Thursday, 4 August 2016

Justice Minister Accused of Double Standards

Hong Kong Indigenous' Edward Leung shows his rejection letter to the media
The whole fiasco over candidates in next month's Legislative Council elections having to sign an extra form is getting even bigger now that the justice minister has weighed in.

Rimsky Yuen Kwok-keung waded into the controversy and created even more of a mess when he said Edward Leung Tin-kei of Hong Kong Indigenous was disqualified from the September 4 elections because of his pro-independence views, but not in the February by-elections because Yuen says Leung was not explicit about his stance then.

That immediately got the media in a tizzy because they have proof on the record that Leung had promoted independence as early as last December, well before his candidacy for the by-election was validated and gazetted on January 29. He came in third in that race for New Territories East with 16 percent of the vote, not to be scoffed at.

Leung came in third with an independence platform
And then Yuen tried to defend the Electoral Affairs Commission's decision to disqualify Leung on the basis that he had no intention of upholding the Basic Law.

But all 30 members of the legal sub-sector in the 1,200-member Election Committee that picked Hong Kong's chief executive in 2012, hit out with a joint statement yesterday.

They said returning officers were not empowered to investigate the "genuineness" of candidates' declarations to respect the city's mini constitution, let alone to make "a subjective and political decision to disqualify a candidate without following any due process on the grounds that a candidate will not genuinely uphold the Basic Law".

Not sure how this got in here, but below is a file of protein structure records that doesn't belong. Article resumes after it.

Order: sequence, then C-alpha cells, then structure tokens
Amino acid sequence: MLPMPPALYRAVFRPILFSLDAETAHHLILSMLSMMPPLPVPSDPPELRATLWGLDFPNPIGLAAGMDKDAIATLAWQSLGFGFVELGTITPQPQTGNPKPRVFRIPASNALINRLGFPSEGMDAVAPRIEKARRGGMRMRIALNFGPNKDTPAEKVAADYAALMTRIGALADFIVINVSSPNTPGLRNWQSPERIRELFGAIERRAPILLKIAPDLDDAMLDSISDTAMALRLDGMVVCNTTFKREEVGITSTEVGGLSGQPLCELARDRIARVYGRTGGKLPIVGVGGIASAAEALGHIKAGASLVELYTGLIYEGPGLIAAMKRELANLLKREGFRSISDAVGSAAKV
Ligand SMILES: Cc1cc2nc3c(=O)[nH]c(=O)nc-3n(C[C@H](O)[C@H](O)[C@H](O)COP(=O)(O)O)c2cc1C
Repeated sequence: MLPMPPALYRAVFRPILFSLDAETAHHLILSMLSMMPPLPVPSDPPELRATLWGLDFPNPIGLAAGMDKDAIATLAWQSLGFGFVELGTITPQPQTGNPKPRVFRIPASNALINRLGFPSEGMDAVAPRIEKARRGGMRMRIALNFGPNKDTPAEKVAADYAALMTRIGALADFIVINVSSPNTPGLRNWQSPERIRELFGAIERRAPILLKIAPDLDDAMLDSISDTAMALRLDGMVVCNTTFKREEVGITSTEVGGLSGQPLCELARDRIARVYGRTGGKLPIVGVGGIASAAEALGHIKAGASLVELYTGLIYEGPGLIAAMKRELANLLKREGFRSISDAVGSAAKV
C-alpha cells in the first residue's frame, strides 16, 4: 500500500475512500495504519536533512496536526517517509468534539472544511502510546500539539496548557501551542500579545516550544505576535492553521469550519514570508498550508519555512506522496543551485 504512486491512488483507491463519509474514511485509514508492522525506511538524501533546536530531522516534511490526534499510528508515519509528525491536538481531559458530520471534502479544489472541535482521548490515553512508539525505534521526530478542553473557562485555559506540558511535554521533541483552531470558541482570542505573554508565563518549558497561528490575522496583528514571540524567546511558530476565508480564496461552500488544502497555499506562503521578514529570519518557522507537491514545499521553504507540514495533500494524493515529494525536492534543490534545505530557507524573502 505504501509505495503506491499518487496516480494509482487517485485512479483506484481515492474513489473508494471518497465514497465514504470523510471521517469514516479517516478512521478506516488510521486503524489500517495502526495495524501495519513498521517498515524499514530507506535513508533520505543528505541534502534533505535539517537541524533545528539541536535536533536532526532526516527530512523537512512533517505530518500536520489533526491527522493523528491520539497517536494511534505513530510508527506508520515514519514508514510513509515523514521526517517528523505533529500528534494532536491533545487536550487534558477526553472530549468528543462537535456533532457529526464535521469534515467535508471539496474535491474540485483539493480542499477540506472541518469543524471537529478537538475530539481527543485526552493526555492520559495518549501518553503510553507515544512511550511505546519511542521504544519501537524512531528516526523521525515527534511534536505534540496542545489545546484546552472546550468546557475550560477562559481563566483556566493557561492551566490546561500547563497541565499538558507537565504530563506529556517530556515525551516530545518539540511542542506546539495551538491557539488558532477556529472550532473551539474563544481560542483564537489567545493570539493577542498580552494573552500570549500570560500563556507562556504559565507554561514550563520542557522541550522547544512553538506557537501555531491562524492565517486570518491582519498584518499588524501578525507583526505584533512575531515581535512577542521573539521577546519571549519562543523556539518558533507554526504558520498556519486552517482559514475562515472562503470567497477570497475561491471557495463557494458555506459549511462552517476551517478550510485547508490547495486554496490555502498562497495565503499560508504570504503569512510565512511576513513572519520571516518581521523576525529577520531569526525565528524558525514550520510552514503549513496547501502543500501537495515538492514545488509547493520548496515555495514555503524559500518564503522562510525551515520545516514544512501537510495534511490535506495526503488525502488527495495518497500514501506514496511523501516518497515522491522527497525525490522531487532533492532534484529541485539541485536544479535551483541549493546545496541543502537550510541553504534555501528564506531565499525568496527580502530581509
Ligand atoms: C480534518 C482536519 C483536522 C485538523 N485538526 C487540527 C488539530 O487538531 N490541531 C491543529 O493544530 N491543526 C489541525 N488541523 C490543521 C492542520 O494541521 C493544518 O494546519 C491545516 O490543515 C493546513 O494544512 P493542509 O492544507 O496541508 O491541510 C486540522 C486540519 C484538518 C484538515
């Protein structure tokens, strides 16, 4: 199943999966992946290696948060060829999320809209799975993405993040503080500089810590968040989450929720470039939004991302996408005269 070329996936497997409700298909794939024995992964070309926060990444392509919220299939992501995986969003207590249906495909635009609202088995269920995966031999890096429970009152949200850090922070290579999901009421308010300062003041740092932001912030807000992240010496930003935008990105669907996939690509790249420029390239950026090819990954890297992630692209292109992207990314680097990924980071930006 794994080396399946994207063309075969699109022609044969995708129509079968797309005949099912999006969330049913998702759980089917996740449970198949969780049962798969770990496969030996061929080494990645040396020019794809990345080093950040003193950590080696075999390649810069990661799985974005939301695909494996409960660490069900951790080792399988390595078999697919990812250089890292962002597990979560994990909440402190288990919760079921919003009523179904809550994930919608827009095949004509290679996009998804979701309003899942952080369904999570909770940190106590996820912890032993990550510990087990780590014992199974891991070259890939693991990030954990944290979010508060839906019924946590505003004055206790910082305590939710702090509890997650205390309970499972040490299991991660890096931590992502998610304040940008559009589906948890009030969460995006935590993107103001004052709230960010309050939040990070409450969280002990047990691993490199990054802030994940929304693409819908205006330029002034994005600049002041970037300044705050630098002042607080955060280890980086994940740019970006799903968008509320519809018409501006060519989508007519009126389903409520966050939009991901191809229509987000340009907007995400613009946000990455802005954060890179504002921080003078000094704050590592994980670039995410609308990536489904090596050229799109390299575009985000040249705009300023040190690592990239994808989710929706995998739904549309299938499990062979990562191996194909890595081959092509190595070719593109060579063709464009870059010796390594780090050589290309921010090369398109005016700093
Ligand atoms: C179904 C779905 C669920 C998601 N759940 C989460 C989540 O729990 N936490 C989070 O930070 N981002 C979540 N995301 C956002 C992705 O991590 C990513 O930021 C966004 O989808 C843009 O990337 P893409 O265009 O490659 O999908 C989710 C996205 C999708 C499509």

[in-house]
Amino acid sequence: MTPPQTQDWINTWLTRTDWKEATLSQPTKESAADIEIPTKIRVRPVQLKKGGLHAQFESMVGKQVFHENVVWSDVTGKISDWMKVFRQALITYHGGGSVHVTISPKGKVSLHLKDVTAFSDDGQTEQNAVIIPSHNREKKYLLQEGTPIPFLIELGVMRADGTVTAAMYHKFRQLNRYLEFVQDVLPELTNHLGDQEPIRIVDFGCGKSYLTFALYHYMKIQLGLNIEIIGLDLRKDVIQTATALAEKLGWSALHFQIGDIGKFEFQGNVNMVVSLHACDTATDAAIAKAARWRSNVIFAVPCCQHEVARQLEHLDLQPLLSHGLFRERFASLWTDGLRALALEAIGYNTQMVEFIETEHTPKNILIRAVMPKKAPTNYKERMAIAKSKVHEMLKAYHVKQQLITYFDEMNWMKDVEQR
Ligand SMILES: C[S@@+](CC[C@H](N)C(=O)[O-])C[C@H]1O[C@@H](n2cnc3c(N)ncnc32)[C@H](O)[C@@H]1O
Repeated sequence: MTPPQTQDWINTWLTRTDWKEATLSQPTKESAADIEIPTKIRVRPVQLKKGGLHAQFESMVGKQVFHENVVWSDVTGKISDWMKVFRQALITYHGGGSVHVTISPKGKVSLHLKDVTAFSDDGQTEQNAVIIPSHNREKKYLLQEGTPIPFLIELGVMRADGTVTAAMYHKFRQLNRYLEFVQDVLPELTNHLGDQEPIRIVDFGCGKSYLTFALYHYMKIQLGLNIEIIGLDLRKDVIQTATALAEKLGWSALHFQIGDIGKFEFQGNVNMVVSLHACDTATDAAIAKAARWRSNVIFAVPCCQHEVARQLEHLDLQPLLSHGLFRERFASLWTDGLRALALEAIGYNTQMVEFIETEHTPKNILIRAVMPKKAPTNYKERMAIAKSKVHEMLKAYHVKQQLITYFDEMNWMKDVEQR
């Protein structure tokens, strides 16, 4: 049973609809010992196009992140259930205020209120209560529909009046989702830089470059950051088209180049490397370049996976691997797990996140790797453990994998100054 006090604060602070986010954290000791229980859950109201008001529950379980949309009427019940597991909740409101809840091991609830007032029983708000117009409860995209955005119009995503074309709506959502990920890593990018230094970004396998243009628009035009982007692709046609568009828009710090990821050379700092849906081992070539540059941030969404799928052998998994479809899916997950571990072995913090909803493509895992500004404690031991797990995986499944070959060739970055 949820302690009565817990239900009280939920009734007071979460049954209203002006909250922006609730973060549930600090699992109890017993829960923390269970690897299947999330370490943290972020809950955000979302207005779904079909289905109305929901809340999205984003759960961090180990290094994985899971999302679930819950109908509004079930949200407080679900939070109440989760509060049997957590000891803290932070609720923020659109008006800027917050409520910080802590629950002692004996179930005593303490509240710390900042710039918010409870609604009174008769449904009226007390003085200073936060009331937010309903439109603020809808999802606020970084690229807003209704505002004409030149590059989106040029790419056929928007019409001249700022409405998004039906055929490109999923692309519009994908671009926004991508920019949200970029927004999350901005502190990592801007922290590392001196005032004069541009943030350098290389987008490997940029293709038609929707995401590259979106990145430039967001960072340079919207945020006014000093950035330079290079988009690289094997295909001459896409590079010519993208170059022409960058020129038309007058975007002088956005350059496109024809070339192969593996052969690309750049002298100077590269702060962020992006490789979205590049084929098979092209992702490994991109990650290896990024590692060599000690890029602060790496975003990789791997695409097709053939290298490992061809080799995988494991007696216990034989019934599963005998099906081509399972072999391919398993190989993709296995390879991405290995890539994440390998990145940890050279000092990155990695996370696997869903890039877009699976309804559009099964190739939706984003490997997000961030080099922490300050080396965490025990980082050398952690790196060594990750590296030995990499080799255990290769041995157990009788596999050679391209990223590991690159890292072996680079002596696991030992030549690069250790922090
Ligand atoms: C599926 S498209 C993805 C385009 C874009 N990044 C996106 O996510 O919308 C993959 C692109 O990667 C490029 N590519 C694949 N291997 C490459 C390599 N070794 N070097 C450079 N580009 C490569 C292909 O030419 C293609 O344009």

"Such an inquiry and decision are not only unlawful, but amount to political censorship and screening by the returning officer without any legal basis," they said.

Rimsky Yuen doesn't seem to have his facts straight on Leung
The 30 committee members are either from the pan-democratic camp or linked to it.

What is also strange is that while Leung changed his political stance to sign the form, 42 candidates from pan-democratic and localist parties were allowed to run even though they didn't sign the form.

There doesn't seem to be an explanation of how the electoral commission gave them the green light.

Chinese University political scientist Dr Ma Ngok said the justice minister's explanation was "subjective, selective and unconvincing".

"Many people have touched on independence one way or another, but why were some of them qualified but others not?" he asked.

Again -- why is the democratic process for the Legislative Council -- the only true one Hong Kong has -- being politicized? Why is the government meddling? It's doing a very clumsy job, and made even more outrageous when trying to explain itself out of a paper bag.

As justice minister, surely Yuen would not want to lose his credibility over such a fiasco?

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